In April, Gossips was shocked to discover that the roof on 67-71 North Fifth Street had been completed, and although the Historic Preservation Commission had granted a certificate of appropriateness to a design that had a central gable, replicating the original house, there was no such gable in the finished roof.
At the Historic Preservation Commission meeting on Friday morning, HPC chair Rick Rector read a communication from Daniel Kent, executive director of the Galvan Foundation--the owner of the building. It expressed the intention to appear before the HPC "to discuss the status of 67-71 North Fifth Street" and "to explain why the gable was not constructed as a consequence of an oversight." So it seems the explanation Gossips reported that a faux gable was being fabricated, to be attached to the roof, was apocryphal.
The topic of 67-71 North Fifth Street will be taken up at the HPC meeting on Friday, July 12. Kent will be asking the HPC to give a certificate of appropriateness to the building as it "turned out" instead of as the HPC had approved it.
This isn't the first time that Galvan Partners have strayed from the design approved by the HPC. Case in point: the railings at 102 and 104 Union Street.
Galvan Partners never came back to the HPC for a certificate of appropriateness for the fancy ironwork railings. Instead they tried to use them as justification for installing similarly inappropriate railings at 113 Union Street.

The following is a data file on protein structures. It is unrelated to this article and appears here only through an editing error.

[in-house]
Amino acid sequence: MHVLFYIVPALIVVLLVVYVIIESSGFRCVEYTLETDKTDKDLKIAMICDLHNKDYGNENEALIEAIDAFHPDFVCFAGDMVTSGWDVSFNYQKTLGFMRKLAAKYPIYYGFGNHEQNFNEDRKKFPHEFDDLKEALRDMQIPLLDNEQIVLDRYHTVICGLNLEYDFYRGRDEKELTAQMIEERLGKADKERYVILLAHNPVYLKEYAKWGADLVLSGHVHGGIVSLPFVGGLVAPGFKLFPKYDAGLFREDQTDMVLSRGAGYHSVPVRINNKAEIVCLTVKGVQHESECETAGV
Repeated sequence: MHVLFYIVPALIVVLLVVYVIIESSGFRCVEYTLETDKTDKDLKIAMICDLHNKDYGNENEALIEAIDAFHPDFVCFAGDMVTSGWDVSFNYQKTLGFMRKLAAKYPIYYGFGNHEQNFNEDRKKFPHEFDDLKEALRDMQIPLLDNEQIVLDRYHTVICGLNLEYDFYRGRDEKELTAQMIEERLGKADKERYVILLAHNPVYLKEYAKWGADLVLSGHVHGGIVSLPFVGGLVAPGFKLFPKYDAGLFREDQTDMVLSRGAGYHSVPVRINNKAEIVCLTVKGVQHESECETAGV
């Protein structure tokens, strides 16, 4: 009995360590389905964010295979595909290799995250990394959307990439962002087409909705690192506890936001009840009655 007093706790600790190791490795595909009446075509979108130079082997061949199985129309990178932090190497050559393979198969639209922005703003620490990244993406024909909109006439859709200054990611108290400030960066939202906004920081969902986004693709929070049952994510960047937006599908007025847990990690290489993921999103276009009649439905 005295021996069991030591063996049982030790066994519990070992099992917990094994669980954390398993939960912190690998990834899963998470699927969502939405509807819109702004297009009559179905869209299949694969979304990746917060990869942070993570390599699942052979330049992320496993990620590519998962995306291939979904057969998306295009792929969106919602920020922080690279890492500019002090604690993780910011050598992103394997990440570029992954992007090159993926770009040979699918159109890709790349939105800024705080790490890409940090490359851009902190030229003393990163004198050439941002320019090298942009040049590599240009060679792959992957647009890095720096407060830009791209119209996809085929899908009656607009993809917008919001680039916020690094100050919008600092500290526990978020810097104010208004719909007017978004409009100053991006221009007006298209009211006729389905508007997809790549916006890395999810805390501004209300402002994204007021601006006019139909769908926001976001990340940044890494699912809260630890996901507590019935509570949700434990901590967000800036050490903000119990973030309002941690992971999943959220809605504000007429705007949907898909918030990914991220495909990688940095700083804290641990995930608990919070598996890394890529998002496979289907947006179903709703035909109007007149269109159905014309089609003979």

The difference between 102 and 104 Union and 67-71 North Fifth--besides the magnitude of the deviation--is that Peter Wurster is refusing to issue a certificate of occupancy to 67-71 North Fifth until it either complies with what was approved by the HPC or the HPC grants a certificate of appropriateness to the building as it now is.
Interestingly, the design for 67-71 North Fifth Street still seems to be in a state of flux. In the picture of the building taken in April (above), the configuration of doors and windows on the first floor replicates the pattern of the original building, with the doors to the unit at right and the one in the center side by side. In the picture below, taken earlier this month, the door to the center unit has been moved to the middle, with two windows on either side. This move will necessitate an interior layout for the center unit that is quite different--not just a mirror image--from the other two units--something that probably never would have occurred in the 19th century.